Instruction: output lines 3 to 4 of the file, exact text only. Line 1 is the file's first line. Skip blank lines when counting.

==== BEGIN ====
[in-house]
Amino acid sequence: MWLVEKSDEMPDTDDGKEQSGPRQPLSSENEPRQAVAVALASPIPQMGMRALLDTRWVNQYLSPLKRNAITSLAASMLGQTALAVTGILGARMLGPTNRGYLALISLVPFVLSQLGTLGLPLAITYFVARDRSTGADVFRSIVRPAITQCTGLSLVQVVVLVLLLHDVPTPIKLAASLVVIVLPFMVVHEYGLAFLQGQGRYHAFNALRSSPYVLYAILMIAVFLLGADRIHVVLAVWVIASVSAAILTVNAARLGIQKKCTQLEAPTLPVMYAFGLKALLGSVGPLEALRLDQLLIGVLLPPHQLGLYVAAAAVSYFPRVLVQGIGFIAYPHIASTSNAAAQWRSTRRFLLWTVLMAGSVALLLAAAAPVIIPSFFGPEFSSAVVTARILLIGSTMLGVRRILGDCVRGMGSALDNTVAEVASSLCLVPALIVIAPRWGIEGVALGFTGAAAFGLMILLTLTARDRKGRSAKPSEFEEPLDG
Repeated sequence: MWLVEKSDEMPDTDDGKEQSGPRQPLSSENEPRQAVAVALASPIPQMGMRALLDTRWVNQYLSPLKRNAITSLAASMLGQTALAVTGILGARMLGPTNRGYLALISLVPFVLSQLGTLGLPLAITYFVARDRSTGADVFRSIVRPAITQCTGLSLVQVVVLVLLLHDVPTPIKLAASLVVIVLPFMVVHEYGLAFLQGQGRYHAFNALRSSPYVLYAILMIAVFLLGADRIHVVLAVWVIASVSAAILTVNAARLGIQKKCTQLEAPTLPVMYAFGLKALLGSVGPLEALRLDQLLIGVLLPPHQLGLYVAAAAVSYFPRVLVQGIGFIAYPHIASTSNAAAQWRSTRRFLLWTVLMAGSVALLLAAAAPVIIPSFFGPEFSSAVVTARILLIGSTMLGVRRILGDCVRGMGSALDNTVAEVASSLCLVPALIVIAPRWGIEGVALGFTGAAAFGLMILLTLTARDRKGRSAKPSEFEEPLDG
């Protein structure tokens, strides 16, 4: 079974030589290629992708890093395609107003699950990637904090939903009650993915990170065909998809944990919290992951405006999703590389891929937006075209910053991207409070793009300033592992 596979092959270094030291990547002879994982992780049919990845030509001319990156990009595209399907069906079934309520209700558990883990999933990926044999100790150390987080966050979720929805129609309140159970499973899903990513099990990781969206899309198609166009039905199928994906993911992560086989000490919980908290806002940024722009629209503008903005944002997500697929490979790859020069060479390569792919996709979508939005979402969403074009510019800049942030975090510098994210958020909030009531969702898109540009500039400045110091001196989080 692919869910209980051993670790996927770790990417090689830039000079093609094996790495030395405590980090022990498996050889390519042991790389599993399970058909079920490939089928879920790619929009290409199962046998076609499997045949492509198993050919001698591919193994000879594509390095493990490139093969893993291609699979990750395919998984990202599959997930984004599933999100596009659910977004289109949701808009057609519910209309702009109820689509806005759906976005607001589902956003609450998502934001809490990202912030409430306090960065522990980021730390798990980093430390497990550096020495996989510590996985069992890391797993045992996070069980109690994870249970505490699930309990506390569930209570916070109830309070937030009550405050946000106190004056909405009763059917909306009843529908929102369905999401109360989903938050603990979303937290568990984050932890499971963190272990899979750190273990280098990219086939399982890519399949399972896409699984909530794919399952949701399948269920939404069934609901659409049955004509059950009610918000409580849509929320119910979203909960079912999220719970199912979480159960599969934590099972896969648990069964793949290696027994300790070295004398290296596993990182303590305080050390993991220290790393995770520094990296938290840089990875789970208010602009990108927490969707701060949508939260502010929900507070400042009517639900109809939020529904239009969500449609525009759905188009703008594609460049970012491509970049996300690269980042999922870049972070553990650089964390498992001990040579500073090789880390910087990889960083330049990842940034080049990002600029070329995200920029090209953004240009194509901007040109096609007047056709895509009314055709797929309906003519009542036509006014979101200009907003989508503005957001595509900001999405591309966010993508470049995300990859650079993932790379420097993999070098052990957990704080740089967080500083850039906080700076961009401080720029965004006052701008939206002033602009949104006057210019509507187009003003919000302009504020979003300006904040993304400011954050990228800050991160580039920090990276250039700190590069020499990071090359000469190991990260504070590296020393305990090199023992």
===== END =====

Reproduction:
Repeated sequence: MWLVEKSDEMPDTDDGKEQSGPRQPLSSENEPRQAVAVALASPIPQMGMRALLDTRWVNQYLSPLKRNAITSLAASMLGQTALAVTGILGARMLGPTNRGYLALISLVPFVLSQLGTLGLPLAITYFVARDRSTGADVFRSIVRPAITQCTGLSLVQVVVLVLLLHDVPTPIKLAASLVVIVLPFMVVHEYGLAFLQGQGRYHAFNALRSSPYVLYAILMIAVFLLGADRIHVVLAVWVIASVSAAILTVNAARLGIQKKCTQLEAPTLPVMYAFGLKALLGSVGPLEALRLDQLLIGVLLPPHQLGLYVAAAAVSYFPRVLVQGIGFIAYPHIASTSNAAAQWRSTRRFLLWTVLMAGSVALLLAAAAPVIIPSFFGPEFSSAVVTARILLIGSTMLGVRRILGDCVRGMGSALDNTVAEVASSLCLVPALIVIAPRWGIEGVALGFTGAAAFGLMILLTLTARDRKGRSAKPSEFEEPLDG
């Protein structure tokens, strides 16, 4: 079974030589290629992708890093395609107003699950990637904090939903009650993915990170065909998809944990919290992951405006999703590389891929937006075209910053991207409070793009300033592992 596979092959270094030291990547002879994982992780049919990845030509001319990156990009595209399907069906079934309520209700558990883990999933990926044999100790150390987080966050979720929805129609309140159970499973899903990513099990990781969206899309198609166009039905199928994906993911992560086989000490919980908290806002940024722009629209503008903005944002997500697929490979790859020069060479390569792919996709979508939005979402969403074009510019800049942030975090510098994210958020909030009531969702898109540009500039400045110091001196989080 692919869910209980051993670790996927770790990417090689830039000079093609094996790495030395405590980090022990498996050889390519042991790389599993399970058909079920490939089928879920790619929009290409199962046998076609499997045949492509198993050919001698591919193994000879594509390095493990490139093969893993291609699979990750395919998984990202599959997930984004599933999100596009659910977004289109949701808009057609519910209309702009109820689509806005759906976005607001589902956003609450998502934001809490990202912030409430306090960065522990980021730390798990980093430390497990550096020495996989510590996985069992890391797993045992996070069980109690994870249970505490699930309990506390569930209570916070109830309070937030009550405050946000106190004056909405009763059917909306009843529908929102369905999401109360989903938050603990979303937290568990984050932890499971963190272990899979750190273990280098990219086939399982890519399949399972896409699984909530794919399952949701399948269920939404069934609901659409049955004509059950009610918000409580849509929320119910979203909960079912999220719970199912979480159960599969934590099972896969648990069964793949290696027994300790070295004398290296596993990182303590305080050390993991220290790393995770520094990296938290840089990875789970208010602009990108927490969707701060949508939260502010929900507070400042009517639900109809939020529904239009969500449609525009759905188009703008594609460049970012491509970049996300690269980042999922870049972070553990650089964390498992001990040579500073090789880390910087990889960083330049990842940034080049990002600029070329995200920029090209953004240009194509901007040109096609007047056709895509009314055709797929309906003519009542036509006014979101200009907003989508503005957001595509900001999405591309966010993508470049995300990859650079993932790379420097993999070098052990957990704080740089967080500083850039906080700076961009401080720029965004006052701008939206002033602009949104006057210019509507187009003003919000302009504020979003300006904040993304400011954050990228800050991160580039920090990276250039700190590069020499990071090359000469190991990260504070590296020393305990090199023992």